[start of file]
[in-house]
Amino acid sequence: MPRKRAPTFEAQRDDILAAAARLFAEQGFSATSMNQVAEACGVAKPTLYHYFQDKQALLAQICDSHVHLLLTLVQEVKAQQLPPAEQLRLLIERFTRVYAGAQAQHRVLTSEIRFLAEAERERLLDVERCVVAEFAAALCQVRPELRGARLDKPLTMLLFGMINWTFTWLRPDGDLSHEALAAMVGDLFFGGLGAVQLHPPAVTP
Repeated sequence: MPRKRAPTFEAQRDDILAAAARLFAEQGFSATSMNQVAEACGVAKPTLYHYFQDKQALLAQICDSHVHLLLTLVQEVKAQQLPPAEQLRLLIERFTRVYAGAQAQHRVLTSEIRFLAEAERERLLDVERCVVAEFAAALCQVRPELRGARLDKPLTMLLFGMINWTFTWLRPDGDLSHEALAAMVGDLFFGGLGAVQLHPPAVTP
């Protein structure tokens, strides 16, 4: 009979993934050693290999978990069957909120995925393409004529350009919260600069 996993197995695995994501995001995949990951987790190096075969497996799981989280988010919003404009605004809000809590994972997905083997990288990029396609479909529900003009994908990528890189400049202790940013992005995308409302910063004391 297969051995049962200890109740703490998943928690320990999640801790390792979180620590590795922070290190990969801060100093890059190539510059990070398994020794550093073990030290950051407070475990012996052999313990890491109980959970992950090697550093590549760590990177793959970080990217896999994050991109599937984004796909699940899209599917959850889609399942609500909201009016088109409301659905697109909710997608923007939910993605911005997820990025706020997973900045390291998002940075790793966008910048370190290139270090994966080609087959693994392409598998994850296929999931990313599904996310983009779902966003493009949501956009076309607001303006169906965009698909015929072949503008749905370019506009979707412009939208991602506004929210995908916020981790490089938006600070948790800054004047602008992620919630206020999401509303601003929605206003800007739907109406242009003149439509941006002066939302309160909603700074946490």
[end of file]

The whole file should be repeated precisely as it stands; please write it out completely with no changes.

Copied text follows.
[in-house]
Amino acid sequence: MPRKRAPTFEAQRDDILAAAARLFAEQGFSATSMNQVAEACGVAKPTLYHYFQDKQALLAQICDSHVHLLLTLVQEVKAQQLPPAEQLRLLIERFTRVYAGAQAQHRVLTSEIRFLAEAERERLLDVERCVVAEFAAALCQVRPELRGARLDKPLTMLLFGMINWTFTWLRPDGDLSHEALAAMVGDLFFGGLGAVQLHPPAVTP
Repeated sequence: MPRKRAPTFEAQRDDILAAAARLFAEQGFSATSMNQVAEACGVAKPTLYHYFQDKQALLAQICDSHVHLLLTLVQEVKAQQLPPAEQLRLLIERFTRVYAGAQAQHRVLTSEIRFLAEAERERLLDVERCVVAEFAAALCQVRPELRGARLDKPLTMLLFGMINWTFTWLRPDGDLSHEALAAMVGDLFFGGLGAVQLHPPAVTP
């Protein structure tokens, strides 16, 4: 009979993934050693290999978990069957909120995925393409004529350009919260600069 996993197995695995994501995001995949990951987790190096075969497996799981989280988010919003404009605004809000809590994972997905083997990288990029396609479909529900003009994908990528890189400049202790940013992005995308409302910063004391 297969051995049962200890109740703490998943928690320990999640801790390792979180620590590795922070290190990969801060100093890059190539510059990070398994020794550093073990030290950051407070475990012996052999313990890491109980959970992950090697550093590549760590990177793959970080990217896999994050991109599937984004796909699940899209599917959850889609399942609500909201009016088109409301659905697109909710997608923007939910993605911005997820990025706020997973900045390291998002940075790793966008910048370190290139270090994966080609087959693994392409598998994850296929999931990313599904996310983009779902966003493009949501956009076309607001303006169906965009698909015929072949503008749905370019506009979707412009939208991602506004929210995908916020981790490089938006600070948790800054004047602008992620919630206020999401509303601003929605206003800007739907109406242009003149439509941006002066939302309160909603700074946490």